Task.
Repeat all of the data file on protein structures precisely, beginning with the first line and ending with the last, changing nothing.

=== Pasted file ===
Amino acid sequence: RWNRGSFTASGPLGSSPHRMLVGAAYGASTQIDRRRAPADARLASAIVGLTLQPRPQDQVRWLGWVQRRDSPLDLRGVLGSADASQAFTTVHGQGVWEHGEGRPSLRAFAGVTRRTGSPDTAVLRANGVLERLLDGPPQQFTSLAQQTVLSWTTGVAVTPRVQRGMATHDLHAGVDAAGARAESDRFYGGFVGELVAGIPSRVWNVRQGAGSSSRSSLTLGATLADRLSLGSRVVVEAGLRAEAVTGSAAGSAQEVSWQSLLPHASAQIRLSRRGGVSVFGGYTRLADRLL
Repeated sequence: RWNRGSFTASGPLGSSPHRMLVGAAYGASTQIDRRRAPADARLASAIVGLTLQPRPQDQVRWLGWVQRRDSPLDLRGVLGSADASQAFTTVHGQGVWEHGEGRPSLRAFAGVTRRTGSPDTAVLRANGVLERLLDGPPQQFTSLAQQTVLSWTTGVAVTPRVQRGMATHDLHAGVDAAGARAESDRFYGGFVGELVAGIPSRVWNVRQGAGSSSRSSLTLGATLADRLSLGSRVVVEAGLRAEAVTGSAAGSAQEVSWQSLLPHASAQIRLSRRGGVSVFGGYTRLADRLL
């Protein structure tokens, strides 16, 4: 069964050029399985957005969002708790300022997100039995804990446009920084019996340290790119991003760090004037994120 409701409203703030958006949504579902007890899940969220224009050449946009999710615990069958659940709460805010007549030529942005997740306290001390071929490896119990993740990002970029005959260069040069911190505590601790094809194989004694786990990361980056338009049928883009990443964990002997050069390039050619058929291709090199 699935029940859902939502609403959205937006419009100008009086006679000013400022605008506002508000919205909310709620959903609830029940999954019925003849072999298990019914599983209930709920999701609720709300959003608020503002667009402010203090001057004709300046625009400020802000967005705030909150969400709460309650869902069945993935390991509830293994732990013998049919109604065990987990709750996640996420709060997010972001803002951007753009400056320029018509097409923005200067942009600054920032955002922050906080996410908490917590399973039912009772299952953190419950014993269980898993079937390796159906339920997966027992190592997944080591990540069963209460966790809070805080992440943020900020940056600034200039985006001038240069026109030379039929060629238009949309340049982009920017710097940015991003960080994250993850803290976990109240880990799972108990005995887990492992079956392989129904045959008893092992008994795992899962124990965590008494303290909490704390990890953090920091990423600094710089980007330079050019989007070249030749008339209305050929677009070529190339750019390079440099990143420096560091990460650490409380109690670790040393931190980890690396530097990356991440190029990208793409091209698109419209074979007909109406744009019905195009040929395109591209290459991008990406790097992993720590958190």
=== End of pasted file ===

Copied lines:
Amino acid sequence: RWNRGSFTASGPLGSSPHRMLVGAAYGASTQIDRRRAPADARLASAIVGLTLQPRPQDQVRWLGWVQRRDSPLDLRGVLGSADASQAFTTVHGQGVWEHGEGRPSLRAFAGVTRRTGSPDTAVLRANGVLERLLDGPPQQFTSLAQQTVLSWTTGVAVTPRVQRGMATHDLHAGVDAAGARAESDRFYGGFVGELVAGIPSRVWNVRQGAGSSSRSSLTLGATLADRLSLGSRVVVEAGLRAEAVTGSAAGSAQEVSWQSLLPHASAQIRLSRRGGVSVFGGYTRLADRLL
Repeated sequence: RWNRGSFTASGPLGSSPHRMLVGAAYGASTQIDRRRAPADARLASAIVGLTLQPRPQDQVRWLGWVQRRDSPLDLRGVLGSADASQAFTTVHGQGVWEHGEGRPSLRAFAGVTRRTGSPDTAVLRANGVLERLLDGPPQQFTSLAQQTVLSWTTGVAVTPRVQRGMATHDLHAGVDAAGARAESDRFYGGFVGELVAGIPSRVWNVRQGAGSSSRSSLTLGATLADRLSLGSRVVVEAGLRAEAVTGSAAGSAQEVSWQSLLPHASAQIRLSRRGGVSVFGGYTRLADRLL
């Protein structure tokens, strides 16, 4: 069964050029399985957005969002708790300022997100039995804990446009920084019996340290790119991003760090004037994120 409701409203703030958006949504579902007890899940969220224009050449946009999710615990069958659940709460805010007549030529942005997740306290001390071929490896119990993740990002970029005959260069040069911190505590601790094809194989004694786990990361980056338009049928883009990443964990002997050069390039050619058929291709090199 699935029940859902939502609403959205937006419009100008009086006679000013400022605008506002508000919205909310709620959903609830029940999954019925003849072999298990019914599983209930709920999701609720709300959003608020503002667009402010203090001057004709300046625009400020802000967005705030909150969400709460309650869902069945993935390991509830293994732990013998049919109604065990987990709750996640996420709060997010972001803002951007753009400056320029018509097409923005200067942009600054920032955002922050906080996410908490917590399973039912009772299952953190419950014993269980898993079937390796159906339920997966027992190592997944080591990540069963209460966790809070805080992440943020900020940056600034200039985006001038240069026109030379039929060629238009949309340049982009920017710097940015991003960080994250993850803290976990109240880990799972108990005995887990492992079956392989129904045959008893092992008994795992899962124990965590008494303290909490704390990890953090920091990423600094710089980007330079050019989007070249030749008339209305050929677009070529190339750019390079440099990143420096560091990460650490409380109690670790040393931190980890690396530097990356991440190029990208793409091209698109419209074979007909109406744009019905195009040929395109591209290459991008990406790097992993720590958190």